Ben Hinkle wrote:

 Instead of building one huge string in memory how about
 processing line by line:

  char[128] out; // 128 is max str len
  for (int i=0;i<mface;i++) {
     sprintf(out,"f %d %d %d\n",a[i],b[i],c[i]);
     ... do something with out ...
  }

 If the end result is going to a file the temporary buffer
 might not even be needed - the printf can go right to the file.

 -Ben

 Daniel Horn wrote:


 I'm writing a program which spits out an .obj file.
 I'm doing

 char[] out;
 for (int i=0;i<mvert;i++)
    out~="v"~" "~ftoa(x[i])~" "~ftoa(y[i])~" "~ftoa(z[i])~"\n";

 for (int i=0;i<mface;i++)
    out~="f"~" "~itoa(a[i])~" "~itoa(b[i])~" "~itoa(c[i])~"\n";

 the performance is simply abysmal.  To write a 50 meg file takes 
 upwards
 of 2 minutes.

 is there any way to write this to be fast without sacrificing 
 readability;
 part of the problem seems to be the realloc per face (instead of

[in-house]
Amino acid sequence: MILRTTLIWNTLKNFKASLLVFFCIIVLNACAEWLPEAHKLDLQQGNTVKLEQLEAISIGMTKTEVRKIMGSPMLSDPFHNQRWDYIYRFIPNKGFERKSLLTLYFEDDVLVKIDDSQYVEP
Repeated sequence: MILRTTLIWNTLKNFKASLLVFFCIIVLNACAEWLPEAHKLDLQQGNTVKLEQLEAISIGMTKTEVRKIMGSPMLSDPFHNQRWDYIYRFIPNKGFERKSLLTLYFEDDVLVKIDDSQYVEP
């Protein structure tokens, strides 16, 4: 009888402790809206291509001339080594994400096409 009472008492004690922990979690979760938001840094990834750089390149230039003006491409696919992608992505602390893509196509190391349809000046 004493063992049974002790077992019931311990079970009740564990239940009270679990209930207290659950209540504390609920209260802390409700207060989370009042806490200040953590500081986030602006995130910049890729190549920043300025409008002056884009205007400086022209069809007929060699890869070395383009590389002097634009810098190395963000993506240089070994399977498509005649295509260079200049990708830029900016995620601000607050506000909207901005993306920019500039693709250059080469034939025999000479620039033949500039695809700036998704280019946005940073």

intelligently doubling the ram allocated)
 but I also suspect allocating so many small strings with ftoa and 
 itoa
 isn't helping.





-- Using M2, Opera's revolutionary e-mail client: http://www.opera.com/m2/
Jun 14 2004
parent reply Daniel Horn <hellcatv hotmail.com> writes:
I don't know the length of my numbers...
so slice assignment is painful... basically I have to have some sort of 
ftoa and itoa function (that need to avoid assigning memory, returning 
statically sized structs and lengths) then assign it to the slice, after 
keeping track of the last length and finding the next length.

then I need a separate counter to see how much I've allocated...it's 
just a mess...and this is exactly what D was supposed to avoid.  This is 
the old fashioned "C buffer safe" way...and I'm not happy with it or I'd 
still be using C.

And the bottom line is that I don't want to print to a file, I want to 
keep it in a string.  the code for concat is so clear--but why is it so 
slow?

PS: make sure to use toStringz when using printf with %s.  toString is 
not guaranteed to zero terminate.
Regan Heath wrote:
 On Mon, 14 Jun 2004 16:29:06 -0700, Daniel Horn <hellcatv hotmail.com> 
 wrote:
 
 That uses a string